Android malware

A new variant of the FakeBank Android malware includes the ability to intercept phone calls victims are making to their banks, and redirecting users to scammers.

FakeBank is a banking trojan that operates by showing fake login screens on top of a legitimate banking app. Historically, this malware has been one of the most creative Android threats on the market.

In the past, the malware whitelisted its process to remain active while the user's phone went into sleep mode; and also used TeamViewer to grant attackers full access to an infected device.

FakeBank can intercept phone calls

Such tactics were both innovative at the time, but this new FakeBank version is something unique on its own. Security experts say the malware still acts like a regular banking trojan, but with a twist.

Whenever the user attempts to call his bank's number, FakeBank intercepts the call and switches the dialed number to one preconfigured in its configuration file, leading users to scammers that collect their banking information.

Similarly, FakeBank operators can call victims from a special number —also included in the malware's configuration file— that the malware will display on the user's phone as coming from his bank. This allows crooks to carry out scams without the victim suspecting any wrongdoing.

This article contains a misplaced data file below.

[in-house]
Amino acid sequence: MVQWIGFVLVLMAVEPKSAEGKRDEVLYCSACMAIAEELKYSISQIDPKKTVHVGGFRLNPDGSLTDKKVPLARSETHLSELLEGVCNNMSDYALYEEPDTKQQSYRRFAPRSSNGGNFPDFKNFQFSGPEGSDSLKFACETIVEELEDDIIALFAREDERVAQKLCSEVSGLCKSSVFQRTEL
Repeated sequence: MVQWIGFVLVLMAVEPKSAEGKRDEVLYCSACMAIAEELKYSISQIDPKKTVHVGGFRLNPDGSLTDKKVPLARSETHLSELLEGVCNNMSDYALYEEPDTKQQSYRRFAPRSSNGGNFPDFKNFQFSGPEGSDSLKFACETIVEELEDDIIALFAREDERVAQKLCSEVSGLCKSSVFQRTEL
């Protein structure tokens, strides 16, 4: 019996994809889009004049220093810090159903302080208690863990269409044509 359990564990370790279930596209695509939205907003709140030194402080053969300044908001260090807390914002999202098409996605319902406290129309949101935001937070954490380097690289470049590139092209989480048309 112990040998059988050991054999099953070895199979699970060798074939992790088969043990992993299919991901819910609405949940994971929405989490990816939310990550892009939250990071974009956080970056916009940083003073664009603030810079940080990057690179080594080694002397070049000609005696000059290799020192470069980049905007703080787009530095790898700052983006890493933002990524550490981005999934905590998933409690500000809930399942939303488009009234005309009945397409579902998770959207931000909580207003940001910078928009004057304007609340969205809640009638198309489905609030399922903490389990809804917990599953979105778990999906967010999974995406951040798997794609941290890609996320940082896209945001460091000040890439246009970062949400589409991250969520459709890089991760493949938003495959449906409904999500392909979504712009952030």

FakeBank active in South Korea only

This new FakeBank variant is currently active only in South Korea, Symantec researchers said today in a report. Experts found the FakeBank banking trojan inside 22 Android apps distributed via third-party app stores and via links shared on social media sites.

This, once again, shows that the weakest chain in the Android ecosystem is the app installation process, to which users must pay special attention to what apps are they installing, from where, what permissions are they giving these apps, and if these permissions are justified based on the app's features.

An optimal scenario would be if users would limit to installing apps from the official Google Play Store, where they go through a basic malware scanning process.

Earlier this week, Google released its annual Android Security Report, revealing that it continually scans over 50 billion apps per day in search for malicious apps.

According to Google, "in 2017, downloading a [potentially harmful application] from Google Play was less likely than the odds of an asteroid hitting the earth."

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